Jeff Shapiro, executive director of the International Residential Code Fire Sprinkler Coalition, notes the extent to which anti-sprinkler forces have strengthened their position in the state. "Builders are very well-represented in the state legislature, and they have effective lobbying," he says. "When they told their legislators that they wanted the sprinkler requirement removed, the legislature went one better and dismantled the whole code process for them."

Not surprisingly, PBA's Melissa Etshied defends the changes. "Our criticism of the way the RAC worked before is that it was too easy for a large corporation to use its influence to sell product," she says. "Replacing the contractor seat with a general contractor will give the RAC stronger expertise in the industry as a whole."

National picture. With the action of the Pennsylvania legislature, California stands alone as the one state to have adopted a version of the IRC with an effective sprinkler provision still in place. (South Carolina has also adopted the 2009 IRC, but has delayed the sprinkler phase-in date until at least 2014. And even though the sprinkler requirement is also technically in effect in Maryland, its status as a so-called "home rule" state means that individual counties are free to modify the state code as they wish, and all but three have eliminated the sprinkler mandate.) More than 30 states that have yet to adopt the 2009 code have preemptively removed the requirement as well, or passed legislation prohibiting its inclusion in any future code.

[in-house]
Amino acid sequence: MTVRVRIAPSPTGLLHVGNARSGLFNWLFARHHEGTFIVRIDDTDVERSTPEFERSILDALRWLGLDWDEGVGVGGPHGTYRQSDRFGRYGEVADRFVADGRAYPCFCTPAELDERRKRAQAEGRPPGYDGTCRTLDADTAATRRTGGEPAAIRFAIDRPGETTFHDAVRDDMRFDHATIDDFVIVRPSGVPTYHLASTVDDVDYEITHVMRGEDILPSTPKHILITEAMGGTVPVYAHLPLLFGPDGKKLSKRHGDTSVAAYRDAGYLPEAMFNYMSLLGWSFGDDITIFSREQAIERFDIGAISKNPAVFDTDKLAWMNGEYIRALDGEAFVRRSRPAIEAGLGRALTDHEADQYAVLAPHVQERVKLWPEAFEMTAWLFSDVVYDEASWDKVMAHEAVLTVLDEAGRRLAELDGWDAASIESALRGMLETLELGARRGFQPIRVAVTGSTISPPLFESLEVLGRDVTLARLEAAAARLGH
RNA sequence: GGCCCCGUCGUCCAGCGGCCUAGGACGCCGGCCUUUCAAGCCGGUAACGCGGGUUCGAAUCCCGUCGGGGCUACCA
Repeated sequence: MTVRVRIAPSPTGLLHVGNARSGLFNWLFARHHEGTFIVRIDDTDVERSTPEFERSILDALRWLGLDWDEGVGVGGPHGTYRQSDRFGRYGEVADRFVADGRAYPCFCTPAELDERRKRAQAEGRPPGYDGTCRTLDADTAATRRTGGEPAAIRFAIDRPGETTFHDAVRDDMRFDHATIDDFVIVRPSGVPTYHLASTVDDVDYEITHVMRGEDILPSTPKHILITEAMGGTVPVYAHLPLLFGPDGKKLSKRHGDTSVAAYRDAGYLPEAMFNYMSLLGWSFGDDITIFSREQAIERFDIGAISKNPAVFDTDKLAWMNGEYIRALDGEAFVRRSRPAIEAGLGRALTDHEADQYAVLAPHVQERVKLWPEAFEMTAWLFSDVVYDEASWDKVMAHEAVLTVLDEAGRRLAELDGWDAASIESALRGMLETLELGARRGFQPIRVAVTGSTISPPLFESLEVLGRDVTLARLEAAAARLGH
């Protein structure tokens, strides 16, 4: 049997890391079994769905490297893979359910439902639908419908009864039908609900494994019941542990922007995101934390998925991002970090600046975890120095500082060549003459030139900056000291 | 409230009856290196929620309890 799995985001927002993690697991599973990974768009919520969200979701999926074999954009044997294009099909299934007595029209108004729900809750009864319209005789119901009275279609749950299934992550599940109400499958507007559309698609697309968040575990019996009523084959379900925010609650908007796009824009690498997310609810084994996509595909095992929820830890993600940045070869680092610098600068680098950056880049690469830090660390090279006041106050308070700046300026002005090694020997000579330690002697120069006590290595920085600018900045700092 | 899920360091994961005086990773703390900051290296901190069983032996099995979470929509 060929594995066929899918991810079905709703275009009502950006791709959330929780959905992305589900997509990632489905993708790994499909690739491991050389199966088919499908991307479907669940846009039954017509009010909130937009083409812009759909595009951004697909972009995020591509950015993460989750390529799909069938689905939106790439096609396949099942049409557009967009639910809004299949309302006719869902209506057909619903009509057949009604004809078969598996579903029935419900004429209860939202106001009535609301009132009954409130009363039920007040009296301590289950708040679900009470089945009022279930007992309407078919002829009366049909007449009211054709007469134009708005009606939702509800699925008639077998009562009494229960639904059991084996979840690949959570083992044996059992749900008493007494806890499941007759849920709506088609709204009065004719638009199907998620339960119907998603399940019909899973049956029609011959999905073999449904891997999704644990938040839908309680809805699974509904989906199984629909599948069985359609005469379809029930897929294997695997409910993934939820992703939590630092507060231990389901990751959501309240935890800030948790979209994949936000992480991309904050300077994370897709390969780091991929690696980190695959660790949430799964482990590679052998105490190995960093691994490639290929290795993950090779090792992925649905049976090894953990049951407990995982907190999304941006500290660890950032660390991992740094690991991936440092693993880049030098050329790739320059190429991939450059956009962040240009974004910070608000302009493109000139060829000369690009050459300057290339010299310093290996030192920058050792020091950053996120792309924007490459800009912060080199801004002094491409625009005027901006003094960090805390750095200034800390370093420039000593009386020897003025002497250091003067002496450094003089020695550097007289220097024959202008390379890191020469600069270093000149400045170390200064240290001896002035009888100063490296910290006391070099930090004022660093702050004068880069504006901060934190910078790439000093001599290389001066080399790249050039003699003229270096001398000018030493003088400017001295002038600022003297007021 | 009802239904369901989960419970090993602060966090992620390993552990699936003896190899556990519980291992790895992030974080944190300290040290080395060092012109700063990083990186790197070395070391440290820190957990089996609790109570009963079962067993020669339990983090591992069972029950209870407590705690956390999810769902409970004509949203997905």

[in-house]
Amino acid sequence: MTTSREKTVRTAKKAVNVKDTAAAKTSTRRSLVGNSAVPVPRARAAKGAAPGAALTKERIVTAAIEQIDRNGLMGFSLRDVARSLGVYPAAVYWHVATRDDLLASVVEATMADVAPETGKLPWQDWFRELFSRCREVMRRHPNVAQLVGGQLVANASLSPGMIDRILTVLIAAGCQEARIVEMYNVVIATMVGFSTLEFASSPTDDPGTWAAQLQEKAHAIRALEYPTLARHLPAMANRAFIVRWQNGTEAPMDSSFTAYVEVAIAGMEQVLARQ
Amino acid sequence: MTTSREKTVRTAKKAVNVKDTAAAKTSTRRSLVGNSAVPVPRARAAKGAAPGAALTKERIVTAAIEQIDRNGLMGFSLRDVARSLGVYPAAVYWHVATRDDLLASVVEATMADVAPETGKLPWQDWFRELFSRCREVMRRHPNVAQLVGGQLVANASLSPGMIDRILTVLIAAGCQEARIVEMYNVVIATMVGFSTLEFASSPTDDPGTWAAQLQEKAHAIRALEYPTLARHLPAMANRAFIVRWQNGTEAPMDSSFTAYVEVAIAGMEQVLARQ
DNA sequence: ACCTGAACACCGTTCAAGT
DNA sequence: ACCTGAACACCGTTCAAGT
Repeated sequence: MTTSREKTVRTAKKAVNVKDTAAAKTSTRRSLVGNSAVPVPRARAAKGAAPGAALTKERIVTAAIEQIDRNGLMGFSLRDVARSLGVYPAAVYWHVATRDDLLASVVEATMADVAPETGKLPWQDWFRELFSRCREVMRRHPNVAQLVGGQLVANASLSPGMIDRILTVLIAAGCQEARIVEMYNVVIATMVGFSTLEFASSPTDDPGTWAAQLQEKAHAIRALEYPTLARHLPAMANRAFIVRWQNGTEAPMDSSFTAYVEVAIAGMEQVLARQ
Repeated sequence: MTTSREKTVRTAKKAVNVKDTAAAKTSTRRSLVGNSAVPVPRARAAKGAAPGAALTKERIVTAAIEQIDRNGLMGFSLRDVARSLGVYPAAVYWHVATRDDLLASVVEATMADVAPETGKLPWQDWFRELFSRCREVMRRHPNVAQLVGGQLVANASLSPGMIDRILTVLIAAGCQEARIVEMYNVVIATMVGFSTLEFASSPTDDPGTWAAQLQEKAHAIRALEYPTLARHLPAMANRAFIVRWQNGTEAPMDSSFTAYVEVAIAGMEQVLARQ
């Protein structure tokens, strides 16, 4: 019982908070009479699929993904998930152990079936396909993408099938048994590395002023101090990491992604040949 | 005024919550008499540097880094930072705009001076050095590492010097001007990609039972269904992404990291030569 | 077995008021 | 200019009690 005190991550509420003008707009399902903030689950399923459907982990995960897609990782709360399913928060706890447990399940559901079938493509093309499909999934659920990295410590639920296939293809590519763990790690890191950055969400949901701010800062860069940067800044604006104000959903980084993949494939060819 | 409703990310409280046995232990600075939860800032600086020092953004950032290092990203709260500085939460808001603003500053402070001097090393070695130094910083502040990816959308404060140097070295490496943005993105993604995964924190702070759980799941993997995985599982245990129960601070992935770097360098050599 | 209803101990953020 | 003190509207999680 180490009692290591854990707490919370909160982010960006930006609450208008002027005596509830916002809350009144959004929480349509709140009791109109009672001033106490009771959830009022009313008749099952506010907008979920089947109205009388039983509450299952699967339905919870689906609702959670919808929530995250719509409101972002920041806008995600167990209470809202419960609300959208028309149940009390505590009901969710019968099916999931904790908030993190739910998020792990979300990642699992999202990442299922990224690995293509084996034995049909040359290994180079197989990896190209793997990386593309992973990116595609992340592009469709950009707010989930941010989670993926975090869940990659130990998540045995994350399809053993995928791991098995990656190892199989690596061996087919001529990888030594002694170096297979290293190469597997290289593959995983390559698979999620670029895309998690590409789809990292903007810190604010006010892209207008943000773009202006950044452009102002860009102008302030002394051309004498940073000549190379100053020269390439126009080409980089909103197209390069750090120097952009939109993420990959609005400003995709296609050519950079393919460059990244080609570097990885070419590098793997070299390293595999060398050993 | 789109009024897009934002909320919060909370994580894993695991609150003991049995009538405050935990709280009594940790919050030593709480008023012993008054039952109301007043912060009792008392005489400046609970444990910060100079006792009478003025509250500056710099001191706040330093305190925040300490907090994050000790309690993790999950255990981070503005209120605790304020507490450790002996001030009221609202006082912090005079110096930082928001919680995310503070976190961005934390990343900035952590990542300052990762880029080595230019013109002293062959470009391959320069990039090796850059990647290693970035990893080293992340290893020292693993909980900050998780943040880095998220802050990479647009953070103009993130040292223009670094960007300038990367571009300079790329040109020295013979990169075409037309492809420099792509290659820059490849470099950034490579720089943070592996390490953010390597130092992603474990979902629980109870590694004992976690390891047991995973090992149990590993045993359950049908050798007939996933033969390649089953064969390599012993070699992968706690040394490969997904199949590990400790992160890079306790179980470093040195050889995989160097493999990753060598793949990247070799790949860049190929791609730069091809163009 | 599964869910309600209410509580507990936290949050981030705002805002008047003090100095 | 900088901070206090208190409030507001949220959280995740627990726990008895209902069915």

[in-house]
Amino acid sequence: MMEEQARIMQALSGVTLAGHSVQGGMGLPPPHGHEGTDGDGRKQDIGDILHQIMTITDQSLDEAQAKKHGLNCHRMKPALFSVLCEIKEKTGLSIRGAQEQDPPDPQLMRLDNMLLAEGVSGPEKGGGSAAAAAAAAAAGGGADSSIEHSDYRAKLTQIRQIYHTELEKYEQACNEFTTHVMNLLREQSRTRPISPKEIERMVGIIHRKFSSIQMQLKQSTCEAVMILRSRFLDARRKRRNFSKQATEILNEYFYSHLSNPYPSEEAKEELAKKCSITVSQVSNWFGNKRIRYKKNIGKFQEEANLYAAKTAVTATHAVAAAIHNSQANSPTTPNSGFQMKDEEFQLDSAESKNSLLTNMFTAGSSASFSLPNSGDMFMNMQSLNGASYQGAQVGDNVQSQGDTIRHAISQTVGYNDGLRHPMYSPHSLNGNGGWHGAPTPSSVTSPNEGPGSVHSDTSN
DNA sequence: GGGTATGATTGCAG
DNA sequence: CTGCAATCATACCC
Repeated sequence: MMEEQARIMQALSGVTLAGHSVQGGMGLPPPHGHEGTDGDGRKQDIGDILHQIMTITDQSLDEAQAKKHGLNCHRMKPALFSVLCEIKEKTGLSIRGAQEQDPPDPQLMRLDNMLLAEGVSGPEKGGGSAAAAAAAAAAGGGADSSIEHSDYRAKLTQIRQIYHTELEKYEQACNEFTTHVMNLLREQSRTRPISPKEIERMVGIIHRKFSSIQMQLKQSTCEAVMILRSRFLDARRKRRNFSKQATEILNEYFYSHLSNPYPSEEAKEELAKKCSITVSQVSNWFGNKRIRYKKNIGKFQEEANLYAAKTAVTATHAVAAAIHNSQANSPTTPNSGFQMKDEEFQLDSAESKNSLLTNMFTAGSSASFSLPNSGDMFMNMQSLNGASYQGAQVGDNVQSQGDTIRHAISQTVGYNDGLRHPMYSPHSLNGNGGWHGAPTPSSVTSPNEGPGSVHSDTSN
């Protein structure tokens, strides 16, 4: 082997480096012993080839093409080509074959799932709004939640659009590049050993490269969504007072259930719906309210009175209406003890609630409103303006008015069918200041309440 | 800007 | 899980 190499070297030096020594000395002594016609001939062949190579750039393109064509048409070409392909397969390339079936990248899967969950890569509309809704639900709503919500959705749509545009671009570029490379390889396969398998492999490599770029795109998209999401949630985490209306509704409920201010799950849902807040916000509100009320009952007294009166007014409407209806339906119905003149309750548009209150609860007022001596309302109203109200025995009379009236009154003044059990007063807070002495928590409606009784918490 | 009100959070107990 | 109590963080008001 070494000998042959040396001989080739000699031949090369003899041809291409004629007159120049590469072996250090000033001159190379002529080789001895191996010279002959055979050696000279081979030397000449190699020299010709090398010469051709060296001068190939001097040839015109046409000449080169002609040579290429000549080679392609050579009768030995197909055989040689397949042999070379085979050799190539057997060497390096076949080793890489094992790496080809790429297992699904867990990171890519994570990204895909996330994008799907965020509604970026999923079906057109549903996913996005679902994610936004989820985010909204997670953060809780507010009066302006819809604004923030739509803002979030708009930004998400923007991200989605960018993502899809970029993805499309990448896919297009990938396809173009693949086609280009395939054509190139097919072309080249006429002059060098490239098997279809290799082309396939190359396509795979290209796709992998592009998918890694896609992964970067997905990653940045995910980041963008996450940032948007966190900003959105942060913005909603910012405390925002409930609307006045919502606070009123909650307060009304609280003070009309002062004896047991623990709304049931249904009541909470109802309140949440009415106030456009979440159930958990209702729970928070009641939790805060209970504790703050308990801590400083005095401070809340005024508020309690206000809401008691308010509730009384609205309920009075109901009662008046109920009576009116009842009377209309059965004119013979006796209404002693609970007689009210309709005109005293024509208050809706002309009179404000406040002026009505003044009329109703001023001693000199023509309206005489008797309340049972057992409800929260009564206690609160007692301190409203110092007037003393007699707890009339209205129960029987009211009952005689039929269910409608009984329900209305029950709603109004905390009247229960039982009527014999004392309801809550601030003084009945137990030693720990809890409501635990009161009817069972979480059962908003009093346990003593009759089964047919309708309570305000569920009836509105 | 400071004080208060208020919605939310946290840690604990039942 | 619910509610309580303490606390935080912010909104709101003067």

Nevertheless, Shapiro is convinced that concerns about product liability will eventually turn the tide in favor of fire sprinklers. He credits builder organizations in California - most of which, he says, did not oppose the requirement - with protecting their members from a coming flood of sprinkler-related lawsuits.

"Table-saw manufacturers have been successfully sued for injuries that could have been prevented by a readily available safety device, even though they aren't required," he says. "Compare that to fire sprinklers. They're a proven technology that's required by a nationally recognized standard, and builders are choosing to ignore it. Why do they think they're not going to get sued when someone dies in a house fire? When that happens, they'll find that they've been hung out to dry." - Jon Vara